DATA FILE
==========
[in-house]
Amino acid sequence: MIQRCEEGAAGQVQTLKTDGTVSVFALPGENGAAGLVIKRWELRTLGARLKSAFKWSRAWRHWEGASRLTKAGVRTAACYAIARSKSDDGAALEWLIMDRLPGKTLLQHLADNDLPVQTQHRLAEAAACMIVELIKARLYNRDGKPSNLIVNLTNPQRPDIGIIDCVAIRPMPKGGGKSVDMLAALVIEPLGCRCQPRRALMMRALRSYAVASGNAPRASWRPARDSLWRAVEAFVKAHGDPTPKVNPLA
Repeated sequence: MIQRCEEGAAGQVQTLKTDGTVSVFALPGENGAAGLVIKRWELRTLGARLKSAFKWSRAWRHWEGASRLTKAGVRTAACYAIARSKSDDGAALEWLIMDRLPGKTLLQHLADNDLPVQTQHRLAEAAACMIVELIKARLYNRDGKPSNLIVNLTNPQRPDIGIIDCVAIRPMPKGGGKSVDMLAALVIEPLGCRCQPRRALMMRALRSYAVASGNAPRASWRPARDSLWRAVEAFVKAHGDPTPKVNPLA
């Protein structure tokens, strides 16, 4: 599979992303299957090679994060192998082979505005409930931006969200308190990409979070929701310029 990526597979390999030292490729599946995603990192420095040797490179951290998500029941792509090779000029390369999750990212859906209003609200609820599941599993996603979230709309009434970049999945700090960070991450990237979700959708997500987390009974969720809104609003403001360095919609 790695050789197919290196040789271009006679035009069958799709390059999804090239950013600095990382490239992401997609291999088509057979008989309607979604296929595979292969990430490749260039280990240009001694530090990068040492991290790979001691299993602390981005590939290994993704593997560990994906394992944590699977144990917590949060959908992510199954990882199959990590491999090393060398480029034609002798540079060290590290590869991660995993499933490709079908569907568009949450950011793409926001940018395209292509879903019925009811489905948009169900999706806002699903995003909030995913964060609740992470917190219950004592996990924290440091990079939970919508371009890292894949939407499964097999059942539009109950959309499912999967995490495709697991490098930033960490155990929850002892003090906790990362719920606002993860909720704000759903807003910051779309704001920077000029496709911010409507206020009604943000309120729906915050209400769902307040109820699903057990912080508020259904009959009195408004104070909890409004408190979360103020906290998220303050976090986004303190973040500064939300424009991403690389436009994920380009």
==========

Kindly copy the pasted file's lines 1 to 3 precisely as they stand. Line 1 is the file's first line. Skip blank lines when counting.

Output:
[in-house]
Amino acid sequence: MIQRCEEGAAGQVQTLKTDGTVSVFALPGENGAAGLVIKRWELRTLGARLKSAFKWSRAWRHWEGASRLTKAGVRTAACYAIARSKSDDGAALEWLIMDRLPGKTLLQHLADNDLPVQTQHRLAEAAACMIVELIKARLYNRDGKPSNLIVNLTNPQRPDIGIIDCVAIRPMPKGGGKSVDMLAALVIEPLGCRCQPRRALMMRALRSYAVASGNAPRASWRPARDSLWRAVEAFVKAHGDPTPKVNPLA
Repeated sequence: MIQRCEEGAAGQVQTLKTDGTVSVFALPGENGAAGLVIKRWELRTLGARLKSAFKWSRAWRHWEGASRLTKAGVRTAACYAIARSKSDDGAALEWLIMDRLPGKTLLQHLADNDLPVQTQHRLAEAAACMIVELIKARLYNRDGKPSNLIVNLTNPQRPDIGIIDCVAIRPMPKGGGKSVDMLAALVIEPLGCRCQPRRALMMRALRSYAVASGNAPRASWRPARDSLWRAVEAFVKAHGDPTPKVNPLA